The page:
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Gut. 2018 Nov 17. pii: gutjnl-2018-317504. doi: 10.1136/gutjnl-2018-317504. [Epub ahead of print]

Statin use and reduced risk of biliary tract cancers in the UK Clinical Practice Research Datalink.

Author information

Division of Cancer Epidemiology and Genetics, National Cancer Institute, Bethesda, Maryland, USA.
Centre for Public Health, School of Medicine, Dentistry and Biomedical Science, Queen's University Belfast, Belfast, UK.
Office of Surveillance and Epidemiology, Center for Drug Evaluation and Research, US Food and Drug Administration, Silver Spring, Maryland, USA.
Lombardi Comprehensive Cancer Center, Georgetown University Medical Center, Georgetown University, Washington, DC, USA.
Department of Epidemiology and Biostatistics, Milken Institute School of Public Health, The George Washington University, Washington, DC, USA.



To evaluate the association between statin use and risk of biliary tract cancers (BTC).


This is a nested case-control study conducted in the UK Clinical Practice Research Datalink. We included cases diagnosed with incident primary BTCs, including cancers of the gall bladder, bile duct (ie, both intrahepatic and extrahepatic cholangiocarcinoma), ampulla of Vater and mixed type, between 1990 and 2017. For each case, we selected five controls who did not develop BTCs at the time of case diagnosis, matched by sex, year of birth, calendar time and years of enrolment in the general practice using incidence density sampling. Exposures were defined as two or more prescription records of statins 1 year prior to BTC diagnosis or control selection. ORs and 95% CIs for associations between statins and BTC overall and by subtypes were estimated using conditional logistic regression, adjusted for relevant confounders.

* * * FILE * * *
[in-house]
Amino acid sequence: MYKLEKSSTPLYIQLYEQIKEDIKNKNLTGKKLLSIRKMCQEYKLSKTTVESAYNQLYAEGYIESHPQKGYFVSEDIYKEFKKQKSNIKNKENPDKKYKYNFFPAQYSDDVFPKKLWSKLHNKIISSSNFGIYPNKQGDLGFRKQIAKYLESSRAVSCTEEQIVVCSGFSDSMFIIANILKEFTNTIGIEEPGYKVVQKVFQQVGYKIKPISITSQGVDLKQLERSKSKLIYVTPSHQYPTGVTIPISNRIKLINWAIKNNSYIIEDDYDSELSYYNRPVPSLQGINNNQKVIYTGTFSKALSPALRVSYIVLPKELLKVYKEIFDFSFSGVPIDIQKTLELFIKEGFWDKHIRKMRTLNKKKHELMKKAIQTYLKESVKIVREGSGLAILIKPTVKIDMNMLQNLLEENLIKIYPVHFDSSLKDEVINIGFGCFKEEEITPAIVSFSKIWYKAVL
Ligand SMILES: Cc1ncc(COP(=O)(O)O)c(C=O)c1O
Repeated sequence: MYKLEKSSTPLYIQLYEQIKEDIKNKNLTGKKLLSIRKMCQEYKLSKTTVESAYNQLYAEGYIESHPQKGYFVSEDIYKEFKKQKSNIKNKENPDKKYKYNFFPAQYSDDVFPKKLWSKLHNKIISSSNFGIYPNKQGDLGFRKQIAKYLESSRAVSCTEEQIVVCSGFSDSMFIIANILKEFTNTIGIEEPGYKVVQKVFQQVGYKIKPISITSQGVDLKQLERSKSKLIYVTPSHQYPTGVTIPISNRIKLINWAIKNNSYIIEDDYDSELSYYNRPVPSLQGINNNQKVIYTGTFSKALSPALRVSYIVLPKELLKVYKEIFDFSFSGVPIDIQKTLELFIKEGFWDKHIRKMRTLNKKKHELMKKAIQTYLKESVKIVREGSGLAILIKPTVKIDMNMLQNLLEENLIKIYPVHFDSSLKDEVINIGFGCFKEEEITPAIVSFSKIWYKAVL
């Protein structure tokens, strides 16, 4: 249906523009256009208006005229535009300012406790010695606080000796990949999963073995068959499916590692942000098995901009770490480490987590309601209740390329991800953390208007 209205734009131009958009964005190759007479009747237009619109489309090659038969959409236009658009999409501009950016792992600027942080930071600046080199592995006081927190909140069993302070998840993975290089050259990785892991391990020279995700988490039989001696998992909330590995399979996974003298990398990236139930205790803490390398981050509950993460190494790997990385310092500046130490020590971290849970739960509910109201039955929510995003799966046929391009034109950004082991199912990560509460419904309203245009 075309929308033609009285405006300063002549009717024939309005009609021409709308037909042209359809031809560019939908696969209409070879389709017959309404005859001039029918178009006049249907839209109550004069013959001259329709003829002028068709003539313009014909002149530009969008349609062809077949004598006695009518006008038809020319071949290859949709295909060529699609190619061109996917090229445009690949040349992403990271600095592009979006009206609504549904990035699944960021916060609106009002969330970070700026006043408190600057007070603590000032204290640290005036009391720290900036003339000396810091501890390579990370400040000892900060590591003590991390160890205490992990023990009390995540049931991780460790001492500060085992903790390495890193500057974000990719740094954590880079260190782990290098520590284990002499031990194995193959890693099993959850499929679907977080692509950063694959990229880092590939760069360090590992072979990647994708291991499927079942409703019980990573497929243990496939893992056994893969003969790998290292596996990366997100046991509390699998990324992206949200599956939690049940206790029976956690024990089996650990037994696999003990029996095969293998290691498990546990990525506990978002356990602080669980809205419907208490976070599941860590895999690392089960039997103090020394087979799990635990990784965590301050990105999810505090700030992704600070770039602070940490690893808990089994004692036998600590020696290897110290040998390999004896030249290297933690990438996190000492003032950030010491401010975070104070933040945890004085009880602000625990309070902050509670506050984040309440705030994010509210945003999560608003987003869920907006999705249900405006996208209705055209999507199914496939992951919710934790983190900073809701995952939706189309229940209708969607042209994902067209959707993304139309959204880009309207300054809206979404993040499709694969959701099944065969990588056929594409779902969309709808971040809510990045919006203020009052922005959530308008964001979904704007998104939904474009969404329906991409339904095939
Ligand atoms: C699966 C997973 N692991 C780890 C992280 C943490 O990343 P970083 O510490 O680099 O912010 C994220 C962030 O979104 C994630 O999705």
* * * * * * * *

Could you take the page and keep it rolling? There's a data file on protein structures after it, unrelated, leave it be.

We included 3118 BTC cases and 15 519 cancer-free controls. Current statin use versus non-use was associated with a reduced risk of all BTCs combined (adjusted OR=0.88, 95% CI 0.79 to 0.98). The reduced risks were most pronounced among long-term users, as indicated by increasing number of prescriptions (ptrend=0.016) and cumulative dose of statins (ptrend=0.008). The magnitude of association was similar for statin use and risk of individual types of BTCs. The reduced risk of BTCs associated with a record of current statin use versus non-use was more pronounced among persons with diabetes (adjusted OR=0.72, 95% CI 0.57 to 0.91). Among non-diabetics, the adjusted OR for current statin use versus non-use was 0.91 (95% CI 0.81 to 1.03, pheterogeneity=0.007).


Compared with non-use of statins, current statin use is associated with 12% lower risk of BTCs; no association found with former statin use. If replicated, particularly in countries with a high incidence of BTCs, our findings could pave the way for evaluating the value of statins for BTC chemoprevention.


biliary duct carcinoma; cholangiocarcinoma; epidemiology; gall bladder cancer


Conflict of interest statement

Competing interests: HTT is currently an employee of the US Food and Drug Administration.

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